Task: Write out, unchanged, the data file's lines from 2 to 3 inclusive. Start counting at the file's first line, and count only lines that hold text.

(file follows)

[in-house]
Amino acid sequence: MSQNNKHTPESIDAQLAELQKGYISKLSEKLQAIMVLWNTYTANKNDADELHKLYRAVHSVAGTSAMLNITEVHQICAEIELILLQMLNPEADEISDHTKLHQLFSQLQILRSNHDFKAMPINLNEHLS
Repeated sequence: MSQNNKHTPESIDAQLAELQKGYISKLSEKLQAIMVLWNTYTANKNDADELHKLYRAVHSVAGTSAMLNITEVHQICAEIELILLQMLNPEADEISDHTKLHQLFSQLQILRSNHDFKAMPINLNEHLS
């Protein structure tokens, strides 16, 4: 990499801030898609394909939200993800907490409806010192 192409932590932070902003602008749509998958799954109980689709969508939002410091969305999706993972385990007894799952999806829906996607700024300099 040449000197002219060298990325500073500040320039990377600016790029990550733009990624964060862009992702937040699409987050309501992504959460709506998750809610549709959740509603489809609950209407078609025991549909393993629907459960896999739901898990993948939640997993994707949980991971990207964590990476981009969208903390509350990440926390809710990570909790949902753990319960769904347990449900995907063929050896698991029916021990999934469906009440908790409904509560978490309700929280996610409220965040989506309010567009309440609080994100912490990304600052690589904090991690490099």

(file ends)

Amino acid sequence: MSQNNKHTPESIDAQLAELQKGYISKLSEKLQAIMVLWNTYTANKNDADELHKLYRAVHSVAGTSAMLNITEVHQICAEIELILLQMLNPEADEISDHTKLHQLFSQLQILRSNHDFKAMPINLNEHLS
Repeated sequence: MSQNNKHTPESIDAQLAELQKGYISKLSEKLQAIMVLWNTYTANKNDADELHKLYRAVHSVAGTSAMLNITEVHQICAEIELILLQMLNPEADEISDHTKLHQLFSQLQILRSNHDFKAMPINLNEHLS